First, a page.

IDEAS home Printed from https://ideas.repec.org/p/bng/wpaper/09002.html
   My bibliography  Save this paper

Efficient Legal Procedure And Statistical Discrimination

Author

Listed:
  • Shanti Chakravarty

    () (Bangor Business School)

Abstract

Recent reports about airline passengers with Muslim names having been detained by the Dutch police has brought the issue of profiling by race and religion in the course of policing decisions. Government rhetoric around the world remains at unease with a practice that their law enforcement agencies continue to practice. A presidential declaration, known as the Clinton Order, attempted to outlaw racial profiling in policing in the United States. Some lawyers and economists take exception to the logic underlying above reservations against selective attention to visibly identifiable groups Arguments against selective attention are thought to conflate statistical discrimination entailed in efficient policing with an intention to discriminate on racial or religious grounds. This note examines the informational basis of statistical discrimination to argue that such discrimination, under certain precise conditions derived here, can indeed mask an intention to discriminate on racial ground.

Suggested Citation

  • Shanti Chakravarty, 2009. "Efficient Legal Procedure And Statistical Discrimination," Working Papers 09002, Bangor Business School, Prifysgol Bangor University (Cymru / Wales).
  • Handle: RePEc:bng:wpaper:09002
    as

    Download full text from publisher

    File URL: http://www.bangor.ac.uk/business/docs/BBSWP09002.pdf
    Download Restriction: no

    References listed on IDEAS

    as
    1. John Knowles & Nicola Persico & Petra Todd, 2001. "Racial Bias in Motor Vehicle Searches: Theory and Evidence," Journal of Political Economy, University of Chicago Press, vol. 109(1), pages 203-232, February.
    2. Phelps, Edmund S, 1972. "The Statistical Theory of Racism and Sexism," American Economic Review, American Economic Association, vol. 62(4), pages 659-661, September.
    3. Borooah, Vani K., 2002. "Economic analysis of police stops and searches: a reply," European Journal of Political Economy, Elsevier, vol. 18(3), pages 607-608, September.
    4. Borooah, Vani K., 2001. "Racial bias in police stops and searches: an economic analysis," European Journal of Political Economy, Elsevier, vol. 17(1), pages 17-37, March.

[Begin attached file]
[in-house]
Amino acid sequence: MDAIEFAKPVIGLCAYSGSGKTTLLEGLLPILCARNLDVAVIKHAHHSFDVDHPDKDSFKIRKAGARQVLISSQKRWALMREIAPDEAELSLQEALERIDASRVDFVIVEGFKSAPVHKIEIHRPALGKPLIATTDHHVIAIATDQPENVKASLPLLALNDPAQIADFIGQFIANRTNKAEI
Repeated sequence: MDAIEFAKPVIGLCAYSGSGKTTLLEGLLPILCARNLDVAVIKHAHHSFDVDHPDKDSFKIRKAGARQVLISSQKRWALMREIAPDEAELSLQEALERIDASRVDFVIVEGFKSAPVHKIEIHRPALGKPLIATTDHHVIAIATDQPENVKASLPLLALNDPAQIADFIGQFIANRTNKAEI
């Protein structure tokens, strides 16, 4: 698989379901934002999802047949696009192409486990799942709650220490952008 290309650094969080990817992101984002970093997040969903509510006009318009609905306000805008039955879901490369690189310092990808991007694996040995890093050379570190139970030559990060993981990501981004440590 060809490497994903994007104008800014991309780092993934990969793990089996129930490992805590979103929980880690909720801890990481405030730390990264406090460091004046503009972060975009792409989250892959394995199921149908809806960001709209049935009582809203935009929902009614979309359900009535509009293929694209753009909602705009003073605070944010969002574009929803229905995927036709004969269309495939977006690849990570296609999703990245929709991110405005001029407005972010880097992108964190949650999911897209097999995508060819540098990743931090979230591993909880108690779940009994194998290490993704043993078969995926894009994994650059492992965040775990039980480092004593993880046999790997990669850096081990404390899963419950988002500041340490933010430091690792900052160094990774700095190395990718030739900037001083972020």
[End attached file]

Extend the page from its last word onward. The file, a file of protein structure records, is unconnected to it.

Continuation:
5. Jeff Dominitz, 2003. "How Do the Laws of Probability Constrain Legislative and Judicial Efforts to Stop Racial Profiling?," American Law and Economics Review, Oxford University Press, vol. 5(2), pages 412-432, August.
    6. Becker, Gary S., 1971. "The Economics of Discrimination," University of Chicago Press Economics Books, University of Chicago Press, edition 2, number 9780226041162.
    7. Chakravarty, S. P., 1993. "Why are bosses incompetent?," European Journal of Political Economy, Elsevier, vol. 9(2), pages 293-302, May.
    8. Munnell, Alicia H. & Geoffrey M. B. Tootell & Lynn E. Browne & James McEneaney, 1996. "Mortgage Lending in Boston: Interpreting HMDA Data," American Economic Review, American Economic Association, vol. 86(1), pages 25-53, March.
    Full references (including those not matched with items on IDEAS)

    Corrections

    All material on this site has been provided by the respective publishers and authors. You can help correct errors and omissions. When requesting a correction, please mention this item's handle: RePEc:bng:wpaper:09002. See general information about how to correct material in RePEc.

    For technical questions regarding this item, or to correct its authors, title, abstract, bibliographic or download information, contact: (Huw Hughes). General contact details of provider: http://edirc.repec.org/data/sabanuk.html .

    If you have authored this item and are not yet registered with RePEc, we encourage you to do it here. This allows to link your profile to this item. It also allows you to accept potential citations to this item that we are uncertain about.

    If CitEc recognized a reference but did not link an item in RePEc to it, you can help with this form .

    If you know of missing items citing this one, you can help us creating those links by adding the relevant references in the same way as above, for each refering item. If you are a registered author of this item, you may also want to check the "citations" tab in your RePEc Author Service profile, as there may be some citations waiting for confirmation.

    Please note that corrections may take a couple of weeks to filter through the various RePEc services.

    IDEAS is a RePEc service hosted by the Research Division of the Federal Reserve Bank of St. Louis . RePEc uses bibliographic data supplied by the respective publishers.